Thermocouple Thermal Resistance Temperature Sensors | RTD/TC
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Thermocouple Thermal Resistance Temperature Sensors - Overview
Thermocouple (T/C) Thermocouple sensors are made from two wires. Each wire is a different type of metal. These are then welded together to form a measuring/hot junction. This junction and the wires are usually enclosed in a protective metal tube which is inserted into the medium where the temperature is to be measured. The opposite end of the two wires is also joined, and that point is known as the cold junction. As the temperature at the measuring junction changes, thermal current movement occurs between the hot and cold junctions, generating an electron flow. The measurement of this electron flow can then be referenced to a formula, which converts the reading to °C or °F. The thermal current motion of a thermocouple relates directly to the types of wires used.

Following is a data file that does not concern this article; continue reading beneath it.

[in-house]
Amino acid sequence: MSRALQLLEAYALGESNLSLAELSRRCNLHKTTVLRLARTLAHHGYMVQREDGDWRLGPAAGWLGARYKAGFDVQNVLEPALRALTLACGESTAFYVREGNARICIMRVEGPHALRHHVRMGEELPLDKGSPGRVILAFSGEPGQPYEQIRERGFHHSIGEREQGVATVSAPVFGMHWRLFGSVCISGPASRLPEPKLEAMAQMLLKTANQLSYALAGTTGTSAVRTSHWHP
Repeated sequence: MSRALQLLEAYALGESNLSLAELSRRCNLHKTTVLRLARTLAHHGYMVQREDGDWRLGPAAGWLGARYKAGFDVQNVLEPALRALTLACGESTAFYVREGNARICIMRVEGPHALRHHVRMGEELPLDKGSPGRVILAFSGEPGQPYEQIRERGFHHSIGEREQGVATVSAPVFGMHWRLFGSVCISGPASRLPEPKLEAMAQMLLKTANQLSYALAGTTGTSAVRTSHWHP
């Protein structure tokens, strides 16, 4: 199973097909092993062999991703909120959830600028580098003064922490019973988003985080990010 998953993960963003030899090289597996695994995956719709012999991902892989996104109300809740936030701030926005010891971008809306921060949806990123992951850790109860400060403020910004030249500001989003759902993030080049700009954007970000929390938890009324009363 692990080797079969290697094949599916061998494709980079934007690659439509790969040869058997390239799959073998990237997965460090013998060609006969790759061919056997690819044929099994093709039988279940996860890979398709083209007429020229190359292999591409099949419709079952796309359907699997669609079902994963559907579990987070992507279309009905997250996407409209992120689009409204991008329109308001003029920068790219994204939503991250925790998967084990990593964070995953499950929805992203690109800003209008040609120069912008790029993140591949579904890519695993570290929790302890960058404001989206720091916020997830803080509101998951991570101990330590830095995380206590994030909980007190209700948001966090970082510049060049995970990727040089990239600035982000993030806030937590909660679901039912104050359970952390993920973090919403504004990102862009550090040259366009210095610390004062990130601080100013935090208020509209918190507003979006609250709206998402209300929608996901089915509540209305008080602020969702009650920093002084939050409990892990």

RTD platinum resistance: is a sensor whose resistance changes as its temperature changes. The resistance increases as the temperature of the sensor increases. The resistance vs temperature correlation is well established and is repeatable over time. The temperature is measured with the resistance of pure metal wires, and the resistance increases at a fixed ratio as the temperature increases. Resistance thermometers are made of platinum, nickel, or copper - with platinum being more commonly used because of its stability and reproducibility.
Thermocouple thermal resistance temperature sensor specifications and sizes can be customized according to different needs.
Thermocouple Thermal Resistance Temperature Sensors